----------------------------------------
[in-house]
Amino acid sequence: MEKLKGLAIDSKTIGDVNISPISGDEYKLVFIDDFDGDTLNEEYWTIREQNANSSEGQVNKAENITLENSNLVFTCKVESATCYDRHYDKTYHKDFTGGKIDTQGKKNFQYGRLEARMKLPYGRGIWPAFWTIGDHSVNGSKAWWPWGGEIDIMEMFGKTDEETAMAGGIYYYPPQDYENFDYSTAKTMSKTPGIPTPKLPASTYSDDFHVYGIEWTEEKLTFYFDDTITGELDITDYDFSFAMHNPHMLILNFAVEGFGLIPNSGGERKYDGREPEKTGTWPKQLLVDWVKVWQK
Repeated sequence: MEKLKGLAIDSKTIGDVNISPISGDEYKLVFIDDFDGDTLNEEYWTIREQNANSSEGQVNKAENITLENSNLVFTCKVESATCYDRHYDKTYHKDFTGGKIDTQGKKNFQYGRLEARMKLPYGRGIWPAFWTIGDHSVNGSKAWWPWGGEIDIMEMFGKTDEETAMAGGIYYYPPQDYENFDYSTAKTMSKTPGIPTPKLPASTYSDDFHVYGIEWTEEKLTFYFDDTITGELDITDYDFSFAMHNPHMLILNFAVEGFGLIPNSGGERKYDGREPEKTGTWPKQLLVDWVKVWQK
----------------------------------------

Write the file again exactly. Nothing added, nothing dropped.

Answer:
[in-house]
Amino acid sequence: MEKLKGLAIDSKTIGDVNISPISGDEYKLVFIDDFDGDTLNEEYWTIREQNANSSEGQVNKAENITLENSNLVFTCKVESATCYDRHYDKTYHKDFTGGKIDTQGKKNFQYGRLEARMKLPYGRGIWPAFWTIGDHSVNGSKAWWPWGGEIDIMEMFGKTDEETAMAGGIYYYPPQDYENFDYSTAKTMSKTPGIPTPKLPASTYSDDFHVYGIEWTEEKLTFYFDDTITGELDITDYDFSFAMHNPHMLILNFAVEGFGLIPNSGGERKYDGREPEKTGTWPKQLLVDWVKVWQK
Repeated sequence: MEKLKGLAIDSKTIGDVNISPISGDEYKLVFIDDFDGDTLNEEYWTIREQNANSSEGQVNKAENITLENSNLVFTCKVESATCYDRHYDKTYHKDFTGGKIDTQGKKNFQYGRLEARMKLPYGRGIWPAFWTIGDHSVNGSKAWWPWGGEIDIMEMFGKTDEETAMAGGIYYYPPQDYENFDYSTAKTMSKTPGIPTPKLPASTYSDDFHVYGIEWTEEKLTFYFDDTITGELDITDYDFSFAMHNPHMLILNFAVEGFGLIPNSGGERKYDGREPEKTGTWPKQLLVDWVKVWQK